As with the word “Cloud”, the word “Platform” is an over-used and far too often underdefined word within our industry (comprised of companies that build technology products delivered online). The lack of a common and unifying definition often leads to conflict in many companies. Often the word “Platform” will mean different things in different contexts. The term almost always means something different from marketing (outside-in) and engineers (inside-out).
As such, companies must define the word for various contexts before attempting to establish a vision or milestones to meet that vision. Failure to define platform end to end will lead to conflict between your most critical teams. In turn, this will destroy company value.
As an example of the strife that may result when “platform” is not defined well within a company, consider the following points and perspectives:
- Architects and engineers may embark on an initiative to develop a platform with an intent to create a set of shared reusable components that can be leveraged across several product offerings within the company.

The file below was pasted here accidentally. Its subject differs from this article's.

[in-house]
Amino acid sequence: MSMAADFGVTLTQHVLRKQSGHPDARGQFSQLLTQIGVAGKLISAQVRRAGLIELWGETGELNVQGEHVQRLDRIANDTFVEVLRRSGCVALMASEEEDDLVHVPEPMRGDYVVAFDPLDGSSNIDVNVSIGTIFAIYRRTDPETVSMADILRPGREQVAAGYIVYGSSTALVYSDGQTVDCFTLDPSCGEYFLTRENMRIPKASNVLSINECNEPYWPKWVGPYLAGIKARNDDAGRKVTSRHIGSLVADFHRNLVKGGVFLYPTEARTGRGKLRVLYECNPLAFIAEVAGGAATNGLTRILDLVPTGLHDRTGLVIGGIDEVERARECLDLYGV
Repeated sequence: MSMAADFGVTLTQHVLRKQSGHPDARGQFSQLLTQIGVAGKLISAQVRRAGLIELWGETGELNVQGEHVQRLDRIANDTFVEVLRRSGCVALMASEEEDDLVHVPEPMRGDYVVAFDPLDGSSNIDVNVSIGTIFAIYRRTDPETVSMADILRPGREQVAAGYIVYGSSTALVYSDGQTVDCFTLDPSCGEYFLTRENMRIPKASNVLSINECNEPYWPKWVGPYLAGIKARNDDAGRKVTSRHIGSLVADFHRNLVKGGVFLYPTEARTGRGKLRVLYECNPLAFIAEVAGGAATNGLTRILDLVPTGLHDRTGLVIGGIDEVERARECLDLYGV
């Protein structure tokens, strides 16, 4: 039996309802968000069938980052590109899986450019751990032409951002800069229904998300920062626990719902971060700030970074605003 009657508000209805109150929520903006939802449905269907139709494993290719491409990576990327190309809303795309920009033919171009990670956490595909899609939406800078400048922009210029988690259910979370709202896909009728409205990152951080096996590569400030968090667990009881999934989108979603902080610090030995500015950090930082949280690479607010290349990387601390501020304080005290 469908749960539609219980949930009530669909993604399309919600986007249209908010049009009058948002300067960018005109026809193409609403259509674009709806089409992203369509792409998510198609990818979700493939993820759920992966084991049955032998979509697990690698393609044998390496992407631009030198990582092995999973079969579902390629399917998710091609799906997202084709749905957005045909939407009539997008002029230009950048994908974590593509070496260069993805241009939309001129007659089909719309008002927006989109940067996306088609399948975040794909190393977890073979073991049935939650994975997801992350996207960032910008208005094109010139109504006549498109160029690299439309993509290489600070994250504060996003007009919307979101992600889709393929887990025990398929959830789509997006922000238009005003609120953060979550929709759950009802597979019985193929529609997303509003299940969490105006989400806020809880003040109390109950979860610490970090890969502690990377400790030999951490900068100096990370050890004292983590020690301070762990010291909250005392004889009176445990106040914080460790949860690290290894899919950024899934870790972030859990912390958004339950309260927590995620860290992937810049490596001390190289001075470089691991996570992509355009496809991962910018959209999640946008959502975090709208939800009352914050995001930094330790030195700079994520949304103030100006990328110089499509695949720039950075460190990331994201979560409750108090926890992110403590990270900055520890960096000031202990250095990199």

- Product managers may think of a platform as a grouping of componentry that allows core functionality to be easily extended by end customers.
- Marketing teams may consider a platform to be a grouping of customer facing components that can be assembled to create unique products specific to individual industries.
None of these definitions are incorrect, but they are all incomplete. Further note that the definitions don’t agree, which will engender internal conflict that either destroys value or slows delivery.
Different Contexts, Different Meanings
Platform can, and often should, have different meanings dependent upon both audience and context. Below is our (incomplete) list of different definitions for each audience.
Engineering teams value platforms because they enable:
- Decreased time to market
- Increased reuse (which aids time to market and quality)